The Coevolution of Morals under Indirect Reciprocity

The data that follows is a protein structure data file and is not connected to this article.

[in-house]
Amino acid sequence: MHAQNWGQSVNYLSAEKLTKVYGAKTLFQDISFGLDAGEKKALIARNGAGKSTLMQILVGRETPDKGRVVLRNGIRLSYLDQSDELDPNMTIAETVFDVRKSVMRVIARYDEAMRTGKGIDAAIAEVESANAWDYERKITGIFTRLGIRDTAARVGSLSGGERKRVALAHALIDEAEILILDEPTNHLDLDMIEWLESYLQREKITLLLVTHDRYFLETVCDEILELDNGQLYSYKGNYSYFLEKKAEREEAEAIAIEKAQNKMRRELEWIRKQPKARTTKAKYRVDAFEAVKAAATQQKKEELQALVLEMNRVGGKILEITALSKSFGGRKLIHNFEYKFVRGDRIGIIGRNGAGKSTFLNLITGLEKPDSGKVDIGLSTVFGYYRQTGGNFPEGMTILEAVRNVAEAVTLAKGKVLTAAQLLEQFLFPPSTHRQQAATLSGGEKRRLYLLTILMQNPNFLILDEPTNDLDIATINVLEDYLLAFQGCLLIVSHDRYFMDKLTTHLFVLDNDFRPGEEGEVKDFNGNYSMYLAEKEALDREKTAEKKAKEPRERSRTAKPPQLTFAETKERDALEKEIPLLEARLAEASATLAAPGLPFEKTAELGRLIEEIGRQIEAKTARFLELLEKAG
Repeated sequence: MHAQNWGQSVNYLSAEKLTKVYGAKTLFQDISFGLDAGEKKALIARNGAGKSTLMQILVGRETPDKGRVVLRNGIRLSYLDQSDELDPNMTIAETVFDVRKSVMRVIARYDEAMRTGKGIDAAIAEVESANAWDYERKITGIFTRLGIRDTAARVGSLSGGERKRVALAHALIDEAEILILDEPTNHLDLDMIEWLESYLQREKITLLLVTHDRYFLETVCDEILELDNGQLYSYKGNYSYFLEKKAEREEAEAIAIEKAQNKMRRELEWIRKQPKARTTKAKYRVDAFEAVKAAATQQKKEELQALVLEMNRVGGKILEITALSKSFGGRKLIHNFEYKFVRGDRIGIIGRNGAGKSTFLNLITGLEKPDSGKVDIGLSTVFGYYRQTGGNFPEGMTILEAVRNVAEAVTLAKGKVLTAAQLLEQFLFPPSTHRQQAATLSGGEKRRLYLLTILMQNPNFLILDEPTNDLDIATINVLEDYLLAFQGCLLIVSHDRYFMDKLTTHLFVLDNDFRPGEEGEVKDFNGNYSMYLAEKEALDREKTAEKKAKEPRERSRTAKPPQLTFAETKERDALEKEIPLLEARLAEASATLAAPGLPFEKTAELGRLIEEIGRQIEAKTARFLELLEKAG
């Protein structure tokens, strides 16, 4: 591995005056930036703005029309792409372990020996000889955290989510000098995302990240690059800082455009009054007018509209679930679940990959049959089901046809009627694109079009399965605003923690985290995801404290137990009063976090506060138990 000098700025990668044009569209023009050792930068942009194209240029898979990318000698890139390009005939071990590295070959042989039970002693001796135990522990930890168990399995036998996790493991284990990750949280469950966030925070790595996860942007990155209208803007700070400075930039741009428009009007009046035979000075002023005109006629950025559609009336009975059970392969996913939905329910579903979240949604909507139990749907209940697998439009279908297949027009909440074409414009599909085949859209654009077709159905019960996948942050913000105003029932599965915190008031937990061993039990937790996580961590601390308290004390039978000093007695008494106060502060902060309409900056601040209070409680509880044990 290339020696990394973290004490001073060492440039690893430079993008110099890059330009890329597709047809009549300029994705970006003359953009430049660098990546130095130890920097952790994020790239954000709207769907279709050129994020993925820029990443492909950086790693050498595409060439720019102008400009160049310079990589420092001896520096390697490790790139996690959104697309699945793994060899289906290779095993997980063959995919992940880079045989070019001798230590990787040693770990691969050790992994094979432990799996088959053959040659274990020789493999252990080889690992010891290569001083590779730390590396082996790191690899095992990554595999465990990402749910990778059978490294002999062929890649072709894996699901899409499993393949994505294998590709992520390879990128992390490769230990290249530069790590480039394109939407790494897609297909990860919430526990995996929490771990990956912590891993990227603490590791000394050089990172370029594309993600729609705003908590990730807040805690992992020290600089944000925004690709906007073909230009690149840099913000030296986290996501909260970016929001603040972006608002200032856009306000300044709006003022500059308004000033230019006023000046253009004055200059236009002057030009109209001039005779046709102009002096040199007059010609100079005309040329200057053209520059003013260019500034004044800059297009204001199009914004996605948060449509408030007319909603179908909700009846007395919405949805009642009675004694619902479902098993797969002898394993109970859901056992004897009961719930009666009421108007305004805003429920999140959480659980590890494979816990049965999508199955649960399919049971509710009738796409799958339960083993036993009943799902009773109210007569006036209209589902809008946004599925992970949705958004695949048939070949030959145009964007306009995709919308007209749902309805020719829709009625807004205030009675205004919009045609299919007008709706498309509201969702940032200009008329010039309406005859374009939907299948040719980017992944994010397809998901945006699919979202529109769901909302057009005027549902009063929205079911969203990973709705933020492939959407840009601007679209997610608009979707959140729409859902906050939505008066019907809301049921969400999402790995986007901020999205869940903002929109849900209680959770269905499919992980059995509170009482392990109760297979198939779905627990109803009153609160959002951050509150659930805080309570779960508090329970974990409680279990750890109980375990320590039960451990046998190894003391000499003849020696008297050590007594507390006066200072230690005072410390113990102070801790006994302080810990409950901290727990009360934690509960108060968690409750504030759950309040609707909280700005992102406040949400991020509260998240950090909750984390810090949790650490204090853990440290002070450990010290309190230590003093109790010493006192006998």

We study the coexistence of strategies in the indirect reciprocity game where agents have access to second-order information. We fully characterize the evolutionary stable equilibria and analyze their comparative statics with respect to the cost-benefit-ratio (CBR). There are indeed only two stable sets of equilibria enabling cooperation, one for low CBR's involving two strategies and one for higher CBR's which involves two additional strategies. We thereby offer an explanation for the coexistence of different moral judgments among humans. Both equilibria require the presence of second-order discriminators which highlights the necessity of higher-order information to sustain cooperation through indirect reciprocity. In a laboratory experiment, we find that more than 75% of subjects play strategies that belong to the predicted equilibrium set. Furthermore, varying the CBR across treatments leads to changes in the distribution of strategies that are in line with theoretical predictions.